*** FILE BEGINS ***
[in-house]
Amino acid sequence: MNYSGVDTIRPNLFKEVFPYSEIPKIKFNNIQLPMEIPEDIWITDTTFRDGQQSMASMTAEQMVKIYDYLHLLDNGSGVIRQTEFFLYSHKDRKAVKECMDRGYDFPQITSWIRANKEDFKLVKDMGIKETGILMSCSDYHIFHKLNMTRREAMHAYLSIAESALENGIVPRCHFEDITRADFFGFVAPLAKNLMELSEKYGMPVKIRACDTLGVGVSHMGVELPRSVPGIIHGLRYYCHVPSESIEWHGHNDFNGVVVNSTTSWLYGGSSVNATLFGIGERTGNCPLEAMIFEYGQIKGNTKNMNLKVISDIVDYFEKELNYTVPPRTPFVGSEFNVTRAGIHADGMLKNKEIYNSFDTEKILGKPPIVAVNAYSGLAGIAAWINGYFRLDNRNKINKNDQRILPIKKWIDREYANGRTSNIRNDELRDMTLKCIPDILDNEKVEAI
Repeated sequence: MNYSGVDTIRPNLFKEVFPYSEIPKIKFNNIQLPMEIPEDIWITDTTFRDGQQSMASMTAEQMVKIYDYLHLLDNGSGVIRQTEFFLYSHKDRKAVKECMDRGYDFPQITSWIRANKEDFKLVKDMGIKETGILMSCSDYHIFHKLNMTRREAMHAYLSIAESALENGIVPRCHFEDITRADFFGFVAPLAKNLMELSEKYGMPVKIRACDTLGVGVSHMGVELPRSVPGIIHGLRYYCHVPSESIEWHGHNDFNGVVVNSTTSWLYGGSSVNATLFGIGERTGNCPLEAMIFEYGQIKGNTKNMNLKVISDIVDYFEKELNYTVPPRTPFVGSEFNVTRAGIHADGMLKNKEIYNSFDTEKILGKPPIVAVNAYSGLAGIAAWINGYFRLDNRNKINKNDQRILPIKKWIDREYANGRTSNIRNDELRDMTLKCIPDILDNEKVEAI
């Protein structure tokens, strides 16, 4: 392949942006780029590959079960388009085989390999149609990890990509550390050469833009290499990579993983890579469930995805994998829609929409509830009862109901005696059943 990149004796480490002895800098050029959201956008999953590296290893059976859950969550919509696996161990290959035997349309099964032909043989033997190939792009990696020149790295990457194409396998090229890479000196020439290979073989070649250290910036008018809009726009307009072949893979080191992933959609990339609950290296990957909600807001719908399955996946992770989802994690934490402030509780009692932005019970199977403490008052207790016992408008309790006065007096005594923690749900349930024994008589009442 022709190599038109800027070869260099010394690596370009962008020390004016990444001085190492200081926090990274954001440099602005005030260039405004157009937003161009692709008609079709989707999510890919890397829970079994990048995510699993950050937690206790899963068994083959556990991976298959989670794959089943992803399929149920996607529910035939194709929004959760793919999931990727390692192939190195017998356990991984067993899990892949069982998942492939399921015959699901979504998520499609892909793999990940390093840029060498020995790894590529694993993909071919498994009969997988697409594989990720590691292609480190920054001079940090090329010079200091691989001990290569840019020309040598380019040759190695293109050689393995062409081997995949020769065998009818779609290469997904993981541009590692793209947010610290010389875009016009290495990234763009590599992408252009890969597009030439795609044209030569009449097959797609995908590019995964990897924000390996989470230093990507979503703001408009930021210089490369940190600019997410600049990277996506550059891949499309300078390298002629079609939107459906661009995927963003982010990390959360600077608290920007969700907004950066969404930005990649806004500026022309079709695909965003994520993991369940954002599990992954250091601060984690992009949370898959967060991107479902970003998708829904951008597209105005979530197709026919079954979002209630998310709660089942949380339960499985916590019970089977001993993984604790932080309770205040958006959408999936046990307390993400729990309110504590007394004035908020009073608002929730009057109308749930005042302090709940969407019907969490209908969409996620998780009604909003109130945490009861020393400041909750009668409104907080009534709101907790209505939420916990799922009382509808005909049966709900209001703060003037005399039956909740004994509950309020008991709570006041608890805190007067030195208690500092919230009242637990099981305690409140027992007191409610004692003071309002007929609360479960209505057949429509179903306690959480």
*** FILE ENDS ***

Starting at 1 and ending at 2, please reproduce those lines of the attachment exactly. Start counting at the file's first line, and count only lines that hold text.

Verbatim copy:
[in-house]
Amino acid sequence: MNYSGVDTIRPNLFKEVFPYSEIPKIKFNNIQLPMEIPEDIWITDTTFRDGQQSMASMTAEQMVKIYDYLHLLDNGSGVIRQTEFFLYSHKDRKAVKECMDRGYDFPQITSWIRANKEDFKLVKDMGIKETGILMSCSDYHIFHKLNMTRREAMHAYLSIAESALENGIVPRCHFEDITRADFFGFVAPLAKNLMELSEKYGMPVKIRACDTLGVGVSHMGVELPRSVPGIIHGLRYYCHVPSESIEWHGHNDFNGVVVNSTTSWLYGGSSVNATLFGIGERTGNCPLEAMIFEYGQIKGNTKNMNLKVISDIVDYFEKELNYTVPPRTPFVGSEFNVTRAGIHADGMLKNKEIYNSFDTEKILGKPPIVAVNAYSGLAGIAAWINGYFRLDNRNKINKNDQRILPIKKWIDREYANGRTSNIRNDELRDMTLKCIPDILDNEKVEAI